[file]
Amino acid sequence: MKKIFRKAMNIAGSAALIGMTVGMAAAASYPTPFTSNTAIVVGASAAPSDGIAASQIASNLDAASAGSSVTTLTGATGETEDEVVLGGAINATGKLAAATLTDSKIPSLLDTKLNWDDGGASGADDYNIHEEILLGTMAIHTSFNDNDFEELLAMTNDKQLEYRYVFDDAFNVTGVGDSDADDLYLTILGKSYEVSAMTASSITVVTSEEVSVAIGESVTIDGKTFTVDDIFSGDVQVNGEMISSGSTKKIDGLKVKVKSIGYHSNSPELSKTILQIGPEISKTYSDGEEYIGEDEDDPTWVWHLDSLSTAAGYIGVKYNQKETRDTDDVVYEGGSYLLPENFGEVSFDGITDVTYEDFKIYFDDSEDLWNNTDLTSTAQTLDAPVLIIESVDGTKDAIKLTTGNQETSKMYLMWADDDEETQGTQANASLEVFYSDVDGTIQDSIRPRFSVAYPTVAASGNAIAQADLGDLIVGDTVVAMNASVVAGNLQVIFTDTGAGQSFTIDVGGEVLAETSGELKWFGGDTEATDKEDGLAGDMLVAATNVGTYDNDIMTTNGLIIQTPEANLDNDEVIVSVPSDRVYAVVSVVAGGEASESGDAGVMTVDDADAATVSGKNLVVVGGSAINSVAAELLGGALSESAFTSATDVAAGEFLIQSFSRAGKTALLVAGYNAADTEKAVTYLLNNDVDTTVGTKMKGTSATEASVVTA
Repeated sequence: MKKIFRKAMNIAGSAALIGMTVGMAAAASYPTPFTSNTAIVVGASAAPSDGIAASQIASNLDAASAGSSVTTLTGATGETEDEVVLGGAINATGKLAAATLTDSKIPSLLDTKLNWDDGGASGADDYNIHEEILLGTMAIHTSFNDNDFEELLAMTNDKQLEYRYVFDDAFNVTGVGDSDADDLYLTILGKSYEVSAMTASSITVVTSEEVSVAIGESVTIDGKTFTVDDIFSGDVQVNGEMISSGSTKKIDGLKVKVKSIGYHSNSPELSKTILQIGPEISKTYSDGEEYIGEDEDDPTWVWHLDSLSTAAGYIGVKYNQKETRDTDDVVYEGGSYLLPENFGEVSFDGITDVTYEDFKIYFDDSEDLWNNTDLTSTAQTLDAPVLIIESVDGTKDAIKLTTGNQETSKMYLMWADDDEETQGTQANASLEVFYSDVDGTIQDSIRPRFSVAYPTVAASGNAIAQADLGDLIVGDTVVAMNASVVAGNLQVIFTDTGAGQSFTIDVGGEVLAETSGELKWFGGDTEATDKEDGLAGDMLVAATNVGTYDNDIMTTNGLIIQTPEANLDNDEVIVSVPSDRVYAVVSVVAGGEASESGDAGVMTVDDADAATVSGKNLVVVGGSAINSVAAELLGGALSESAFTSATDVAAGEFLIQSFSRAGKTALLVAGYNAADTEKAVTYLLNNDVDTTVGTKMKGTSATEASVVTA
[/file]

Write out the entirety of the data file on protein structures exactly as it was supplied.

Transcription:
Amino acid sequence: MKKIFRKAMNIAGSAALIGMTVGMAAAASYPTPFTSNTAIVVGASAAPSDGIAASQIASNLDAASAGSSVTTLTGATGETEDEVVLGGAINATGKLAAATLTDSKIPSLLDTKLNWDDGGASGADDYNIHEEILLGTMAIHTSFNDNDFEELLAMTNDKQLEYRYVFDDAFNVTGVGDSDADDLYLTILGKSYEVSAMTASSITVVTSEEVSVAIGESVTIDGKTFTVDDIFSGDVQVNGEMISSGSTKKIDGLKVKVKSIGYHSNSPELSKTILQIGPEISKTYSDGEEYIGEDEDDPTWVWHLDSLSTAAGYIGVKYNQKETRDTDDVVYEGGSYLLPENFGEVSFDGITDVTYEDFKIYFDDSEDLWNNTDLTSTAQTLDAPVLIIESVDGTKDAIKLTTGNQETSKMYLMWADDDEETQGTQANASLEVFYSDVDGTIQDSIRPRFSVAYPTVAASGNAIAQADLGDLIVGDTVVAMNASVVAGNLQVIFTDTGAGQSFTIDVGGEVLAETSGELKWFGGDTEATDKEDGLAGDMLVAATNVGTYDNDIMTTNGLIIQTPEANLDNDEVIVSVPSDRVYAVVSVVAGGEASESGDAGVMTVDDADAATVSGKNLVVVGGSAINSVAAELLGGALSESAFTSATDVAAGEFLIQSFSRAGKTALLVAGYNAADTEKAVTYLLNNDVDTTVGTKMKGTSATEASVVTA
Repeated sequence: MKKIFRKAMNIAGSAALIGMTVGMAAAASYPTPFTSNTAIVVGASAAPSDGIAASQIASNLDAASAGSSVTTLTGATGETEDEVVLGGAINATGKLAAATLTDSKIPSLLDTKLNWDDGGASGADDYNIHEEILLGTMAIHTSFNDNDFEELLAMTNDKQLEYRYVFDDAFNVTGVGDSDADDLYLTILGKSYEVSAMTASSITVVTSEEVSVAIGESVTIDGKTFTVDDIFSGDVQVNGEMISSGSTKKIDGLKVKVKSIGYHSNSPELSKTILQIGPEISKTYSDGEEYIGEDEDDPTWVWHLDSLSTAAGYIGVKYNQKETRDTDDVVYEGGSYLLPENFGEVSFDGITDVTYEDFKIYFDDSEDLWNNTDLTSTAQTLDAPVLIIESVDGTKDAIKLTTGNQETSKMYLMWADDDEETQGTQANASLEVFYSDVDGTIQDSIRPRFSVAYPTVAASGNAIAQADLGDLIVGDTVVAMNASVVAGNLQVIFTDTGAGQSFTIDVGGEVLAETSGELKWFGGDTEATDKEDGLAGDMLVAATNVGTYDNDIMTTNGLIIQTPEANLDNDEVIVSVPSDRVYAVVSVVAGGEASESGDAGVMTVDDADAATVSGKNLVVVGGSAINSVAAELLGGALSESAFTSATDVAAGEFLIQSFSRAGKTALLVAGYNAADTEKAVTYLLNNDVDTTVGTKMKGTSATEASVVTA